Dharma Cowgirl Does Ramadan
Chaplain first, Buddhist second is what a classmate told me early in this program. Chaplains serve whoever is in need of care, regardless of religious affiliation or lack thereof. Moreover, chaplains serve those people as they are – meaning using they truths they hold dear to help them cope with whatever stress they are experiencing or, when necessary, helping them determine what those are if they are uncertain, even if their conclusions are radically different from ours. I would not walk into the hospital room of a devout Catholic and begin chanting in Pali. I would not tell a Mormon to pray for a better rebirth in their next life. I would not extort a Hindu to recognize the truth of anatta (that they have no enduring soul or atman). This would be heaping pain upon pain and entirely unethical.
To help people from within their own worldview, it would be helpful to understood a little bit about that worldview, even if, in the end, I do not adhere to it personally. Therefore, I resolved to participate in some of the common religious practices of other faiths. I am starting with Ramadan, the Muslim month of fasting, with the help of a good Muslim friend to guide me. I also hope to participate in Lent in the Christian tradition, Passover in the Jewish tradition, Diwali in the Hindu tradition, and many other such experiences.
However, I do not do so without reservations. After all, is it right for a Buddhist to claim to practice Ramadan? Is it heretical for someone who cannot even recite the Shahada, the first of the Five Pillars of Islam, to participate in the fourth? I do not know. My friend was happy when I told her I would join her in Ramadan, even if only for a day or two per week, although she knows I am not Muslim and do not particularly believe in God. I know of Christian friends who have been welcomed into Ramadan in Muslim countries and communities. I wish to experience the spiritual aspects of fasting, prayer, and community that are part of Ramadan, so that I may know even a tenth part the impact they have on the Muslims whom I would call friend. Even a one-hundredth or one-thousandth part I would judge a success.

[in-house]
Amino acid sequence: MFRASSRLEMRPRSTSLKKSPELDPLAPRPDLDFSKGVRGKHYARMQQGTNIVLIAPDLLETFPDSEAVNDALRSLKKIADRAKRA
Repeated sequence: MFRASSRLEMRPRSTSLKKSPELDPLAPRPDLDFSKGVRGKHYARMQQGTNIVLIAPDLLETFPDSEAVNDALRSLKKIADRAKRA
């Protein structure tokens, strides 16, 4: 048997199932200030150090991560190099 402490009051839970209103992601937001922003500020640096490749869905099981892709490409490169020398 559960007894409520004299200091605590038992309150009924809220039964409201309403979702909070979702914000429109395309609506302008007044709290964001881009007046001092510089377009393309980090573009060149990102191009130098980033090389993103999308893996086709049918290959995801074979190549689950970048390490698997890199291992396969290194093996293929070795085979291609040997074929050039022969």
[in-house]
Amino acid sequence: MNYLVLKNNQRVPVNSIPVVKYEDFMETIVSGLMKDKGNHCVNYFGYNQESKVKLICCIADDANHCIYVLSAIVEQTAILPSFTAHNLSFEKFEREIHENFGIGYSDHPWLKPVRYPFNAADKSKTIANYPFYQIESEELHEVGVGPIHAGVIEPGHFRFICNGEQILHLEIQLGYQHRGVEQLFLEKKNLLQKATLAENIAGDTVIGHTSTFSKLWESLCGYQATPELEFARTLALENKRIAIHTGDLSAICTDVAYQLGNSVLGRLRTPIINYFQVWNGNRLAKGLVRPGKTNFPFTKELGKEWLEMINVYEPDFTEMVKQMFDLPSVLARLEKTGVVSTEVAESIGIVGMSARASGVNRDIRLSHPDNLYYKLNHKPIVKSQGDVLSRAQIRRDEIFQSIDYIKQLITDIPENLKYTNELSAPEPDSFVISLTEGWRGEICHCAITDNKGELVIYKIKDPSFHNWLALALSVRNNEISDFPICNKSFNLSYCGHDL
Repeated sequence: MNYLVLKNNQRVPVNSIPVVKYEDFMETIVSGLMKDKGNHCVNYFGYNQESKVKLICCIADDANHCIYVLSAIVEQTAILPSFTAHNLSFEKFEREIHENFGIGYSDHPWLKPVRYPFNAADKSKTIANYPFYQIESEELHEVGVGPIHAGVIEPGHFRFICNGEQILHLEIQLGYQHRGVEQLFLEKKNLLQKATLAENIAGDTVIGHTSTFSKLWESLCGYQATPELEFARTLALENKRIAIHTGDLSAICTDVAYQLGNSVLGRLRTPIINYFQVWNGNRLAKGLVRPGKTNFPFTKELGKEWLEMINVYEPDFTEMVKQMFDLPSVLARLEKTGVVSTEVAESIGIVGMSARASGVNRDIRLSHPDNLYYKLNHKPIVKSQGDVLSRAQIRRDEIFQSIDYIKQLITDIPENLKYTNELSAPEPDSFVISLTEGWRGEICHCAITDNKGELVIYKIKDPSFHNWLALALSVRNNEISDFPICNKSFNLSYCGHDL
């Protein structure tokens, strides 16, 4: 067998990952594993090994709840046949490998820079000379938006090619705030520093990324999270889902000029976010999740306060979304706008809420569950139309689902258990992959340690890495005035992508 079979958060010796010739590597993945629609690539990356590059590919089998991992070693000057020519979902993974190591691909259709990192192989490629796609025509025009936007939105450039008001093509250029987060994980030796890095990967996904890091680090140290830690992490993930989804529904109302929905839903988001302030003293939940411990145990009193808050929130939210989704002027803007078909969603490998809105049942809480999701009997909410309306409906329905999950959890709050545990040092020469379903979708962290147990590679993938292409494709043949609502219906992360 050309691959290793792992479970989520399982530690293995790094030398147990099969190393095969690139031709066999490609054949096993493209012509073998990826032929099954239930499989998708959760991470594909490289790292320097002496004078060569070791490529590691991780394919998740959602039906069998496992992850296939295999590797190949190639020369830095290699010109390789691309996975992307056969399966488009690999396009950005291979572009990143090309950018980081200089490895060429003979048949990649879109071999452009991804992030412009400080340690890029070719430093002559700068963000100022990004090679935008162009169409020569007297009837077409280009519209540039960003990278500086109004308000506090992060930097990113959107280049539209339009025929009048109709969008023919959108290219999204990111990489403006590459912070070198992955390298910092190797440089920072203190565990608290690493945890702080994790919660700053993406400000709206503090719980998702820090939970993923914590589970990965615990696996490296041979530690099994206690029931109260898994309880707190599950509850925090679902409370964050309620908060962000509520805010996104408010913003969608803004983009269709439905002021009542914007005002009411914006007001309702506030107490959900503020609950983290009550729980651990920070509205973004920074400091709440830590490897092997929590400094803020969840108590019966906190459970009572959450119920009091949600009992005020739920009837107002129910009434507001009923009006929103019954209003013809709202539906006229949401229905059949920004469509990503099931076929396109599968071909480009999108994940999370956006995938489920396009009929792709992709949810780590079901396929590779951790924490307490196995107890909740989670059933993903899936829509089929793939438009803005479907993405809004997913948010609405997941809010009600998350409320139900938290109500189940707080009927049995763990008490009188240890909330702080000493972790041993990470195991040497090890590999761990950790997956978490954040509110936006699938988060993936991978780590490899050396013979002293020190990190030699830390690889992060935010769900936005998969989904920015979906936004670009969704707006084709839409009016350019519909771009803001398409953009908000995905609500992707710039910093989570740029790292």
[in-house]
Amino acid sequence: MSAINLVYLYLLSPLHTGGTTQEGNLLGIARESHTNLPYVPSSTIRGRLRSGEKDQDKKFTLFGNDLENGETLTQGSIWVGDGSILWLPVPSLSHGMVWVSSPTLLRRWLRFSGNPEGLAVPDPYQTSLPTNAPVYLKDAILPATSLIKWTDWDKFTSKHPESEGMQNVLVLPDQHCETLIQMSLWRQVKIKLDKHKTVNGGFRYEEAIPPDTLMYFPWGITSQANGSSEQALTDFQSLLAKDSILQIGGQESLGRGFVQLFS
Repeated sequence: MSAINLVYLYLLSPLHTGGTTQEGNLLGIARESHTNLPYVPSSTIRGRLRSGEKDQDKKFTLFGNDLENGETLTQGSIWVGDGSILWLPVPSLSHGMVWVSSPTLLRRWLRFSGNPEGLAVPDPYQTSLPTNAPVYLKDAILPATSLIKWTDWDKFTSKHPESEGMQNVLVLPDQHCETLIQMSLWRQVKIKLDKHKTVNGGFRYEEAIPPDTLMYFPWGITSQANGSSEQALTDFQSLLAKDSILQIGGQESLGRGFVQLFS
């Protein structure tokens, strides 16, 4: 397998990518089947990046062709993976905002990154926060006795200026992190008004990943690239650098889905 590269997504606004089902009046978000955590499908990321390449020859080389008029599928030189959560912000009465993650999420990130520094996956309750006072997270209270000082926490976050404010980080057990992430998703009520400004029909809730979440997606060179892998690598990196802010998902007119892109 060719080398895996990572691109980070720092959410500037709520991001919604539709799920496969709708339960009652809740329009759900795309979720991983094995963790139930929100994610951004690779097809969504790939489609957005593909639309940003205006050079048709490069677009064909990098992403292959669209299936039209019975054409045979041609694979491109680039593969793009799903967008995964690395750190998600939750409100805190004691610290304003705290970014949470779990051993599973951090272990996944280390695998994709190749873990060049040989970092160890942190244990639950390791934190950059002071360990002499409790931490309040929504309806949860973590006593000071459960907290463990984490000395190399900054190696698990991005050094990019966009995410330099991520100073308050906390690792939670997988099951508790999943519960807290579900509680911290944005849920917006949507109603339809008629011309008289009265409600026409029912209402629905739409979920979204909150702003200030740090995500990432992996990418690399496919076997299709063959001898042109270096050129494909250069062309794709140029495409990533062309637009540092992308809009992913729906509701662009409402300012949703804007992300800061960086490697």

So, what exactly is Ramadan?
As I understand it, Ramadan is one of the Five Pillars of Islam, one of five things all Muslims are called to do. These are:
- Shahada, the declaration of faith, typically “There is no god but Allah and Muhammad is his messenger” recited in Arabic.
- Salat, prayer five times daily.
- Zakat, charitable giving freely offered.